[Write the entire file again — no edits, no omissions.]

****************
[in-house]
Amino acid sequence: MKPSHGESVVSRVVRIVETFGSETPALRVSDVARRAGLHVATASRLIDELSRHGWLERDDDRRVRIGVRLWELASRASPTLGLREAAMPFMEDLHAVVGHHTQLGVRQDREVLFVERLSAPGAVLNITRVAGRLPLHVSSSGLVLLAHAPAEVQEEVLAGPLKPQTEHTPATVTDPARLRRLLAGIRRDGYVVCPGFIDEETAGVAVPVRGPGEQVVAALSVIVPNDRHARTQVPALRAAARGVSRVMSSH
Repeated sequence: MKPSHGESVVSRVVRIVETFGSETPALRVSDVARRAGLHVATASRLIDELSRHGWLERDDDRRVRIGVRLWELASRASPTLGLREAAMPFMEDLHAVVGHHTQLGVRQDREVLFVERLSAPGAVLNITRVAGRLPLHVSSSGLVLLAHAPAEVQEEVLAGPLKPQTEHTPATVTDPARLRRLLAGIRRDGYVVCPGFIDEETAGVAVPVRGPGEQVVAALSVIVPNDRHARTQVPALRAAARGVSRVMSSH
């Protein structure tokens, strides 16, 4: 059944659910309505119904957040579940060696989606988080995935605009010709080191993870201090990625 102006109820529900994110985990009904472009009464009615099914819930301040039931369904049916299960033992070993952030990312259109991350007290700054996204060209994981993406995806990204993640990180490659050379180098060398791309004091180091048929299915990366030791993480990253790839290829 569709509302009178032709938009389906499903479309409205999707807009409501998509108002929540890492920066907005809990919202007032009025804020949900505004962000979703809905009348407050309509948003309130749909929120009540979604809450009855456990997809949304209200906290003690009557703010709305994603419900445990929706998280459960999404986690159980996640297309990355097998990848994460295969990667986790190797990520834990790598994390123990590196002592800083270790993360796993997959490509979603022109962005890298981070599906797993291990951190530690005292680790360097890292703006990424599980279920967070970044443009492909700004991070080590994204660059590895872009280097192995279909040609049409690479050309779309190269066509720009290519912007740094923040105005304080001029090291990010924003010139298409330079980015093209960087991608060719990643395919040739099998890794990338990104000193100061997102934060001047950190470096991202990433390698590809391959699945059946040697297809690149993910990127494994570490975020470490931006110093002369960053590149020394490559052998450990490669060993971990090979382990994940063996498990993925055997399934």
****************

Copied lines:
[in-house]
Amino acid sequence: MKPSHGESVVSRVVRIVETFGSETPALRVSDVARRAGLHVATASRLIDELSRHGWLERDDDRRVRIGVRLWELASRASPTLGLREAAMPFMEDLHAVVGHHTQLGVRQDREVLFVERLSAPGAVLNITRVAGRLPLHVSSSGLVLLAHAPAEVQEEVLAGPLKPQTEHTPATVTDPARLRRLLAGIRRDGYVVCPGFIDEETAGVAVPVRGPGEQVVAALSVIVPNDRHARTQVPALRAAARGVSRVMSSH
Repeated sequence: MKPSHGESVVSRVVRIVETFGSETPALRVSDVARRAGLHVATASRLIDELSRHGWLERDDDRRVRIGVRLWELASRASPTLGLREAAMPFMEDLHAVVGHHTQLGVRQDREVLFVERLSAPGAVLNITRVAGRLPLHVSSSGLVLLAHAPAEVQEEVLAGPLKPQTEHTPATVTDPARLRRLLAGIRRDGYVVCPGFIDEETAGVAVPVRGPGEQVVAALSVIVPNDRHARTQVPALRAAARGVSRVMSSH
């Protein structure tokens, strides 16, 4: 059944659910309505119904957040579940060696989606988080995935605009010709080191993870201090990625 102006109820529900994110985990009904472009009464009615099914819930301040039931369904049916299960033992070993952030990312259109991350007290700054996204060209994981993406995806990204993640990180490659050379180098060398791309004091180091048929299915990366030791993480990253790839290829 569709509302009178032709938009389906499903479309409205999707807009409501998509108002929540890492920066907005809990919202007032009025804020949900505004962000979703809905009348407050309509948003309130749909929120009540979604809450009855456990997809949304209200906290003690009557703010709305994603419900445990929706998280459960999404986690159980996640297309990355097998990848994460295969990667986790190797990520834990790598994390123990590196002592800083270790993360796993997959490509979603022109962005890298981070599906797993291990951190530690005292680790360097890292703006990424599980279920967070970044443009492909700004991070080590994204660059590895872009280097192995279909040609049409690479050309779309190269066509720009290519912007740094923040105005304080001029090291990010924003010139298409330079980015093209960087991608060719990643395919040739099998890794990338990104000193100061997102934060001047950190470096991202990433390698590809391959699945059946040697297809690149993910990127494994570490975020470490931006110093002369960053590149020394490559052998450990490669060993971990090979382990994940063996498990993925055997399934």